B.C. announces $5-billion action plan to deal with COVID-19

VICTORIA (NEWS 1130) – Premier John Horgan announced a $5-billion action plan Monday to help British Columbians and businesses cope with the coronavirus pandemic.

About $2.8 billion is to help people and provide services, while the rest is for businesses and recovery.

“People need help now,” Horgan said. “Businesses need help now.”

He added the province needs to ensure the most vulnerable people in society are taken care of, but not all relief will come at once.

Finance Minister Carole James announced $1.1 billion of new funding, not previously allocated in the provincial budget, will provide relief to workers and their families.

“We know that there are people now who are unable to work and need help paying their rent and bills,” James said.

“A new B.C. emergency benefit for workers will provide a one-time, tax-free $1,000 payment to workers in British Columbia whose ability to work has been affected by the outbreak.”

This includes workers who have been laid-off, who are sick or quarantined, parents with sick children, parents who stay at home from work while child care centres and schools are closed, and those caring for sick family members, such as an elderly parent.

The benefit will be available to those eligible for Employment Insurance, as well as new federal emergency supports.

“So this will add to benefits received under those federal supports,” she added.

The new B.C. benefit will also support those who may not qualify for employment insurances, James said.

She further announced that B.C. is expanding criteria for housing supplements for seniors and the working poor, and reiterated no one in subsidized housing will evicted.

The province is not banning evictions, she added, but James said she hopes landlords will be understanding during the pandemic.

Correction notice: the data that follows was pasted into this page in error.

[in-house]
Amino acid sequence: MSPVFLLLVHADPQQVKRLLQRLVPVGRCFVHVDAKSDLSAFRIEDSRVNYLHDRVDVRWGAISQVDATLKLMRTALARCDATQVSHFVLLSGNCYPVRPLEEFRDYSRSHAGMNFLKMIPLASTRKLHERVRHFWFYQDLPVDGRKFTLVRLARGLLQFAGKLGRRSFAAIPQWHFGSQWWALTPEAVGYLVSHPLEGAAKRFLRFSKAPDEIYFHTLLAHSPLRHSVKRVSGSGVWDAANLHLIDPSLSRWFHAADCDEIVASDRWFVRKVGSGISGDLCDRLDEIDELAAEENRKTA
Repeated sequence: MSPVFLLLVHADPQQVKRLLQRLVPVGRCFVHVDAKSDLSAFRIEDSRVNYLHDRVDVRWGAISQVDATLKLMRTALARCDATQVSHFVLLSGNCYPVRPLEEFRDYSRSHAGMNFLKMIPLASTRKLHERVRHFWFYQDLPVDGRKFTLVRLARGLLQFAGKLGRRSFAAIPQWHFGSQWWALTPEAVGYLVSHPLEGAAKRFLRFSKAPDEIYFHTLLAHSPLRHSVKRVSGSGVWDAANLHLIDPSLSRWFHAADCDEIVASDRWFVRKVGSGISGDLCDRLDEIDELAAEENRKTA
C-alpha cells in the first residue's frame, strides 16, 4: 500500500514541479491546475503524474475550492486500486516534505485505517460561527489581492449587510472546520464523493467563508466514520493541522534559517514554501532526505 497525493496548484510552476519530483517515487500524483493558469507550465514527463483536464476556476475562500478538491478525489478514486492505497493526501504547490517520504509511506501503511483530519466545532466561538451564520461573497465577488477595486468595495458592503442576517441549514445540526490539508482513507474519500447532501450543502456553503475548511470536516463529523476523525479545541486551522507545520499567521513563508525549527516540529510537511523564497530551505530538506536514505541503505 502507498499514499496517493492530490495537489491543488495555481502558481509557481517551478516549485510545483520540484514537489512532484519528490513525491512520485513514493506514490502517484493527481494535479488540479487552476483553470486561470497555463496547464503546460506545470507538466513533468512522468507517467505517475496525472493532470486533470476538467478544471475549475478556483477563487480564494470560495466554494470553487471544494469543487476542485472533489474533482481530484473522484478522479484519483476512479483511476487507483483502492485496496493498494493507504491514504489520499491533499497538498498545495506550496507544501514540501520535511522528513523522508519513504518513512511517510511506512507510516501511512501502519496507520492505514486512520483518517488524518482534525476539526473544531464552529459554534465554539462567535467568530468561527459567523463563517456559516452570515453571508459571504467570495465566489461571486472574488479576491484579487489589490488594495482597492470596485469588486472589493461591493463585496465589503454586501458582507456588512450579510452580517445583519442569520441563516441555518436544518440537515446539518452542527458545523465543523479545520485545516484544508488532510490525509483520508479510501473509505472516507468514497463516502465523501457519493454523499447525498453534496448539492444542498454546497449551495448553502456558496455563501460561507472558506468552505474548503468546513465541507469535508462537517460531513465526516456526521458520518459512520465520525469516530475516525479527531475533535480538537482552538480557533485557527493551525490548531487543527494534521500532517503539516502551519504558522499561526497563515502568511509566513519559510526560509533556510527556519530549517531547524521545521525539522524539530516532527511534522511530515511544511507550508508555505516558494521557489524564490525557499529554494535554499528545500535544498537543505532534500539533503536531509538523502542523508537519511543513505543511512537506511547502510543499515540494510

“As many as 86 per cent of British Columbians will see some extra money from this enhancement,” says a government release. “Eligible families of four will receive up to $564 and eligible individuals will receive up to $218 in an enhanced payment. This boosts the regular climate action tax credit payment of up to $112.50 per family of four and up to $43.50 per adult.”

James added social services, including child care providers, will still be paid even if they’re forced to temporarily close.

The action plan provides $1.7 billion for critical services in B.C.

“The $1.7 billion includes investments in housing and shelter supports, income and disability assistance programs and crucial health services, such as funding for the BC Centre for Disease Control hotline, quarantine costs, lab tests and work underway at the First Nations Health Authority and the United Way’s Better at Home program for seniors,” says the release.

As well, as of March 30, all student loan payments will be paused until September.

James said further that BC Hydro is working with customers to defer bills and access a crisis fund for up to $600.

Meanwhile, ICBC customers will be able renew policies online.

In addition to the employer health tax, the province is also extending tax filing and payment deadlines for the provincial sales tax, municipal and regional district taxes, tobacco tax, motor fuel tax and carbon tax until Sept. 30.

The scheduled April 1 increase to the provincial carbon tax, as well as the new PST registration requirements on e-commerce and the implementation of PST on sweetened carbonated drinks, will also be delayed and their timing will be reviewed by Sept. 30.

The plan also provides $500 million in immediate relief for businesses that own property and allow commercial landlords to pass savings on to tenants.

James said the new action plan is to be voted on in the legislature Monday.

Top Stories

Top Stories

Most Watched Today